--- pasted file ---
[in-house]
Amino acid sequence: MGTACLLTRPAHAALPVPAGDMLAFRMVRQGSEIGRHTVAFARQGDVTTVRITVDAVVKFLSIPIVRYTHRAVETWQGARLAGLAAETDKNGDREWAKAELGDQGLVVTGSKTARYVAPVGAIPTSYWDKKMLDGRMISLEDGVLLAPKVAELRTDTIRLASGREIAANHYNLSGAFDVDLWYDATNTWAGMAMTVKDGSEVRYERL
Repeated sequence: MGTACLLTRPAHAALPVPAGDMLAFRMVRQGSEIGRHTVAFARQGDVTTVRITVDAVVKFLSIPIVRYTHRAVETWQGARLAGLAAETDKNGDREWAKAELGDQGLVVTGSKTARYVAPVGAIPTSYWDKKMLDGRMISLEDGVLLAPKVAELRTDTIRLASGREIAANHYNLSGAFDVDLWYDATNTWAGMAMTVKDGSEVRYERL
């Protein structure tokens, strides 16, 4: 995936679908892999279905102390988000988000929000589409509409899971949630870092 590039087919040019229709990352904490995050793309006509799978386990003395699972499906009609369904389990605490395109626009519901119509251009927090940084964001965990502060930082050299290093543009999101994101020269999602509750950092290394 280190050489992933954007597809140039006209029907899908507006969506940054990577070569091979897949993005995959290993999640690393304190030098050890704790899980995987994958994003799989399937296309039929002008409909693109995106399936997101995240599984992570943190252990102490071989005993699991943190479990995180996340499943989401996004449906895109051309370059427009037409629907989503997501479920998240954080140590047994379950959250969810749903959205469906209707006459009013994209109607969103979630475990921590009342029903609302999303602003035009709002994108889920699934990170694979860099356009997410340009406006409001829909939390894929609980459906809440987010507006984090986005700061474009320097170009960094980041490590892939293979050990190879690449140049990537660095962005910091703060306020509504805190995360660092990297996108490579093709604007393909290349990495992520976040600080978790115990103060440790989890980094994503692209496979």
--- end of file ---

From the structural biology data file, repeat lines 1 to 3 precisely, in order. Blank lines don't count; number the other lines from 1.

[in-house]
Amino acid sequence: MGTACLLTRPAHAALPVPAGDMLAFRMVRQGSEIGRHTVAFARQGDVTTVRITVDAVVKFLSIPIVRYTHRAVETWQGARLAGLAAETDKNGDREWAKAELGDQGLVVTGSKTARYVAPVGAIPTSYWDKKMLDGRMISLEDGVLLAPKVAELRTDTIRLASGREIAANHYNLSGAFDVDLWYDATNTWAGMAMTVKDGSEVRYERL
Repeated sequence: MGTACLLTRPAHAALPVPAGDMLAFRMVRQGSEIGRHTVAFARQGDVTTVRITVDAVVKFLSIPIVRYTHRAVETWQGARLAGLAAETDKNGDREWAKAELGDQGLVVTGSKTARYVAPVGAIPTSYWDKKMLDGRMISLEDGVLLAPKVAELRTDTIRLASGREIAANHYNLSGAFDVDLWYDATNTWAGMAMTVKDGSEVRYERL